In the 1950s Tomiyama Taeko worked as a freelance journalist, focusing on the lives of miners in Kyushu. While there are almost no operating mines left in Japan today, coal and metal mining were still major industries in the 1950s. Miners were among the first workers to organize labor unions and played a central role in establishing Japan’s new postwar labor system, in which workers have far more rights than in the presurrender years. Yet the work was dangerous and dirty, and miners’ families often had to accept completely inadequate housing. Even when the rest of the nation began to prosper in the 1960s, miners remained among the poorest of Japan’s citizens.
In addition to her journalism, Tomiyama also painted mine landscapes, beginning with an oil painting of a small copper mine in 1951. These were her first attempts to be a professional artist. Tomiyama was already making the visual argument that finding beauty in scenery not generally deemed beautiful was a way to find value in people not usually treated as valuable.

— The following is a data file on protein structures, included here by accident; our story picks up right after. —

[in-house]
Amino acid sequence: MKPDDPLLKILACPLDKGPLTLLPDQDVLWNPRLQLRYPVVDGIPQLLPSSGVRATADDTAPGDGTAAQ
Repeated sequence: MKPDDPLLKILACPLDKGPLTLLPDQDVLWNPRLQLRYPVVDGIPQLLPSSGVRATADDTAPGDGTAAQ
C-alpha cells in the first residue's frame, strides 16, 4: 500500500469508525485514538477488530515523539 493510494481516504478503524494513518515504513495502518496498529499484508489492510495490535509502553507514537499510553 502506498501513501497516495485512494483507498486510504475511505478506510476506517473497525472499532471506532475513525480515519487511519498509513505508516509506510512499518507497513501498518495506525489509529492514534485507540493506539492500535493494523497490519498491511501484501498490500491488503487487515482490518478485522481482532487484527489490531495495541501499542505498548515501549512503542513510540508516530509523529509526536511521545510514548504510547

Nonetheless Tomiyama felt frustrated by her inability to express her ideas to her own satisfaction and gave up oil painting after completing these works. Three minescapes are reproduced here although only monochrome photographs of the oil paintings exist today.
People of the mines
In the mid-1950s, Tomiyama concentrated on lithographs, and turned her attention to the inhabitants of Japan’s mining towns, depicting them as individuals with both determination and dignity. Artistically, Tomiyama was influenced by German interwar artist Käthe Kollwitz, although she worried about being dismissed as “nothing but Japan’s Kollwitz,” and given no credit for her own ideas. She also struggled to find ways to express both her artistic and political ideas, a tension which, although painful for her, has clearly also been creatively productive.
For more on these artworks, see “Working on and off the Margins” by Hagiwara Hiroko in Laura Hein and Rebecca Jennison, eds., Imagination Without Borders: Feminist Artist Tomiyama Taeko and Social Responsibility, University of Michigan East Asia Center Press, 2010.